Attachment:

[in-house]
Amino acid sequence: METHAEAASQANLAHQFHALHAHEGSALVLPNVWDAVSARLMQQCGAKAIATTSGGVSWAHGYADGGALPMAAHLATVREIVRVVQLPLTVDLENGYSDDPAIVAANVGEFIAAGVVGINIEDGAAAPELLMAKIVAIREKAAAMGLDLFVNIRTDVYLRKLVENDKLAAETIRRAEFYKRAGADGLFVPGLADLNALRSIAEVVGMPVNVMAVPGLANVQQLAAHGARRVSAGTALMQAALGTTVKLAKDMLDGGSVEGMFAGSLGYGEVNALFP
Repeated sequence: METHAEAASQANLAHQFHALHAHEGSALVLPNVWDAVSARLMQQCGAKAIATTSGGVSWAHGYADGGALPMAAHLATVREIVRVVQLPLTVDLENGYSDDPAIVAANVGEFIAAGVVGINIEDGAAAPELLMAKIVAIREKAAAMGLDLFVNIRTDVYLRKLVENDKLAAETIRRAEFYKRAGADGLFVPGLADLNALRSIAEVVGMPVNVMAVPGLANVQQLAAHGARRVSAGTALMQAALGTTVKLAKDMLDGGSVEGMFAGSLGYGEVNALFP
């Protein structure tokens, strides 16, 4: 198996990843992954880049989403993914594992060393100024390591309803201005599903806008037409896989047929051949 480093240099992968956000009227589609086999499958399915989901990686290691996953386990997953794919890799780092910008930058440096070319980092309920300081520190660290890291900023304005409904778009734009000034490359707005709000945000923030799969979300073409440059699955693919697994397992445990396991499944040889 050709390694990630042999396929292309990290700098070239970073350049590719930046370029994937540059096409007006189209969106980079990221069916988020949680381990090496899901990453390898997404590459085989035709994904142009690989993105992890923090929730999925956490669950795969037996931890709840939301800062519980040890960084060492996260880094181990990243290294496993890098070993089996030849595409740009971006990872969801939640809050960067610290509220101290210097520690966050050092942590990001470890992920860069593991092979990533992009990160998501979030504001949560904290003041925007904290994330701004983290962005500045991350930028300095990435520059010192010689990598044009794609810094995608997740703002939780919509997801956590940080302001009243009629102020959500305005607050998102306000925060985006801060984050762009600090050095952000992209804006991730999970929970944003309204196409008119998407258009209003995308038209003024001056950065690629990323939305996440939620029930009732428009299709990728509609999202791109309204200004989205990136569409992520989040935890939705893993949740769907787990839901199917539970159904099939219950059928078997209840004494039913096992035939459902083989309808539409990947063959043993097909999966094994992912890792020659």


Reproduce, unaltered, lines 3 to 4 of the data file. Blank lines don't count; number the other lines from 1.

Repeated sequence: METHAEAASQANLAHQFHALHAHEGSALVLPNVWDAVSARLMQQCGAKAIATTSGGVSWAHGYADGGALPMAAHLATVREIVRVVQLPLTVDLENGYSDDPAIVAANVGEFIAAGVVGINIEDGAAAPELLMAKIVAIREKAAAMGLDLFVNIRTDVYLRKLVENDKLAAETIRRAEFYKRAGADGLFVPGLADLNALRSIAEVVGMPVNVMAVPGLANVQQLAAHGARRVSAGTALMQAALGTTVKLAKDMLDGGSVEGMFAGSLGYGEVNALFP
């Protein structure tokens, strides 16, 4: 198996990843992954880049989403993914594992060393100024390591309803201005599903806008037409896989047929051949 480093240099992968956000009227589609086999499958399915989901990686290691996953386990997953794919890799780092910008930058440096070319980092309920300081520190660290890291900023304005409904778009734009000034490359707005709000945000923030799969979300073409440059699955693919697994397992445990396991499944040889 050709390694990630042999396929292309990290700098070239970073350049590719930046370029994937540059096409007006189209969106980079990221069916988020949680381990090496899901990453390898997404590459085989035709994904142009690989993105992890923090929730999925956490669950795969037996931890709840939301800062519980040890960084060492996260880094181990990243290294496993890098070993089996030849595409740009971006990872969801939640809050960067610290509220101290210097520690966050050092942590990001470890992920860069593991092979990533992009990160998501979030504001949560904290003041925007904290994330701004983290962005500045991350930028300095990435520059010192010689990598044009794609810094995608997740703002939780919509997801956590940080302001009243009629102020959500305005607050998102306000925060985006801060984050762009600090050095952000992209804006991730999970929970944003309204196409008119998407258009209003995308038209003024001056950065690629990323939305996440939620029930009732428009299709990728509609999202791109309204200004989205990136569409992520989040935890939705893993949740769907787990839901199917539970159904099939219950059928078997209840004494039913096992035939459902083989309808539409990947063959043993097909999966094994992912890792020659």